Nurses benefit from upskilled critical care techniques during COVID-19
More than 210 nurses in Western Sydney have had Intensive Care Unit (ICU) refresher training to combat COVID-19.
Westmead Hospital recovery department registered nurse Kate Maguire said it was a privilege to take part in the week of ICU training.
“The training focused on ventilation, chest x-rays, pneumonia, different medications and using different lines and pumps for treating people with COVID-19,” Kate said.
“It was such a rewarding experience to be upskilled and be able to work in the ICU and help COVID-19 patients recover from the virus.”
The cohort of nursing staff from Western Sydney Local Health District hospitals have received training alongside active ICU nurses at the bedside and in their environment to refresh their knowledge and skills in critical care nursing.
WSLHD nursing and clinical governance executive director Carol Farmer said the staff are versatile and have learnt the fundamentals of working in a busy environment like ICU.
“The addition boost of these skilled nurses enhances our ability to redeploy nursing staff to work across our ICU’s within our hospitals,” Carol said.
“I commend these nurses from Auburn, Blacktown, Mount Druitt and Westmead Hospitals who are taking on extra responsibilities by upskilling their ICU education and training to care for any COVID-19 patients.”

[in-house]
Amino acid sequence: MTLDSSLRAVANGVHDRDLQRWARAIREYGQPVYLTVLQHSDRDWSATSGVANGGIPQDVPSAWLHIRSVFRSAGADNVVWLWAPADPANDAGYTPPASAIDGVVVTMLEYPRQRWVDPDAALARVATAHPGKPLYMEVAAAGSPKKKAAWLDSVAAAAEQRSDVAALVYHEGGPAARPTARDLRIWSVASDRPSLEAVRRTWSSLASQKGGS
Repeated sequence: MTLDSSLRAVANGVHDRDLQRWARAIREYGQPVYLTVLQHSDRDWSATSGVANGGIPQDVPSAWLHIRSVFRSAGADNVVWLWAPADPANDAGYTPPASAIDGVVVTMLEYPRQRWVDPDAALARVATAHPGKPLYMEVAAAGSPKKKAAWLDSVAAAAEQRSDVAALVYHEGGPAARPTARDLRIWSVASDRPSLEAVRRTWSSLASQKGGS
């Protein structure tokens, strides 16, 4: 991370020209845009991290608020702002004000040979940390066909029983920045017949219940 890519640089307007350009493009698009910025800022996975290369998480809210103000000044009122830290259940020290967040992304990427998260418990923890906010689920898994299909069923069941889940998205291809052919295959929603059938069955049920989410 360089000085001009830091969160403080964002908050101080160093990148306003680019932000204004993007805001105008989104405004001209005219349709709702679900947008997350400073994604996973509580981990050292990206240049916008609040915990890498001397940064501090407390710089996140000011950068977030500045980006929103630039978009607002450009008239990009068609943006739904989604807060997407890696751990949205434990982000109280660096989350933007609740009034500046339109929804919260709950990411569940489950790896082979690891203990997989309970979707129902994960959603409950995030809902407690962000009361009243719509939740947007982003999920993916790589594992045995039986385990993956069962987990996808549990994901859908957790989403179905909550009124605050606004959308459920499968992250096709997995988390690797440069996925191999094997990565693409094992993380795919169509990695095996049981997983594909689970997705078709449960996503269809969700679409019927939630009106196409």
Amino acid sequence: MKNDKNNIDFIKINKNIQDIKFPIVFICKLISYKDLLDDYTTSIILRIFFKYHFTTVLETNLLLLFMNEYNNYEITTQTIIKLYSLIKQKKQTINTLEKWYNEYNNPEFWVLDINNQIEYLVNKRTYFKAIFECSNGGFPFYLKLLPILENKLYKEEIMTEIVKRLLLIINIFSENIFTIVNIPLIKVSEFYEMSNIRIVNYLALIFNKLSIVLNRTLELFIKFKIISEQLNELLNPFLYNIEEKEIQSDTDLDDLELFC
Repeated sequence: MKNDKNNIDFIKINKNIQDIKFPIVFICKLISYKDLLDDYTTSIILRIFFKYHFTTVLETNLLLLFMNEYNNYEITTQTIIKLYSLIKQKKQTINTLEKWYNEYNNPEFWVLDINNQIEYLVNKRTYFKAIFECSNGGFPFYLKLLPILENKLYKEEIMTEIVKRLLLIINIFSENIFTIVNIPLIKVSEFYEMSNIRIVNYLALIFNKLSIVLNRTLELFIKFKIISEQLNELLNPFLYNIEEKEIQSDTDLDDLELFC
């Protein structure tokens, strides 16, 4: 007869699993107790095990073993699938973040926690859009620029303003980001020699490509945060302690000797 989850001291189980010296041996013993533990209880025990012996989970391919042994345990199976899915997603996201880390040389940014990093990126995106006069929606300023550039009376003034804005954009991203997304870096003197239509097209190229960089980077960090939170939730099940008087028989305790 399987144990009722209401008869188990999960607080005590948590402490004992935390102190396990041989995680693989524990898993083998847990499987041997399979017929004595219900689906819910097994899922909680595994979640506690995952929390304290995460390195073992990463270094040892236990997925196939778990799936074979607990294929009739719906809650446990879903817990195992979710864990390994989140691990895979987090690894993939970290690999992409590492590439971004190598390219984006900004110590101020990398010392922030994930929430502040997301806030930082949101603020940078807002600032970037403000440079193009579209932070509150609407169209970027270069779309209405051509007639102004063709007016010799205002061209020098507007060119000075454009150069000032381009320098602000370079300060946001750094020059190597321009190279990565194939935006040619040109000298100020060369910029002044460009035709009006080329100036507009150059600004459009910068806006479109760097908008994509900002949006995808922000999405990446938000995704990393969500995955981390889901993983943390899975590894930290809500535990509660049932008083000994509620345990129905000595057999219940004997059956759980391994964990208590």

This announcement is part of a $3 million investment by the NSW Government where more than 1,500 nurses across the state have been upskilled in ICU education and training.
Premier Gladys Berejiklian said these registered nurses have been upskilled and are ready to work in any ICU across the state.
“This $3m million initiative has significantly boosted the pool of ICU nurses and we can call upon if we see an increase in COVID-19 patients as we head into winter,” Ms Berejiklian said.
Minister for Health Brad Hazzard said ICU nurses continue to play a vital role in delivering world-class critical care during the pandemic.
“ICU nurses deliver an extraordinary standard of care all year round to regional and metropolitan communities across NSW, and we need them now more than ever in our fight against COVID-19,” Mr Hazzard said.
“The NSW Government has already doubled our ICU capacity to prepare for COVID-19 cases and we’re working towards quadrupling it. Boosting our clinical workforce in these ICUs is also a critical step in preparation.
“Thanks to the NSW Government’s strategic response to the pandemic we’ve seen a recent decline in cases, but we have to be ready for any escalation of the virus, particularly as we head into winter.”
The NSW Government is delivering $800 million in extra funding for NSW Health to boost ICU capacity and purchase additional services and medical equipment.
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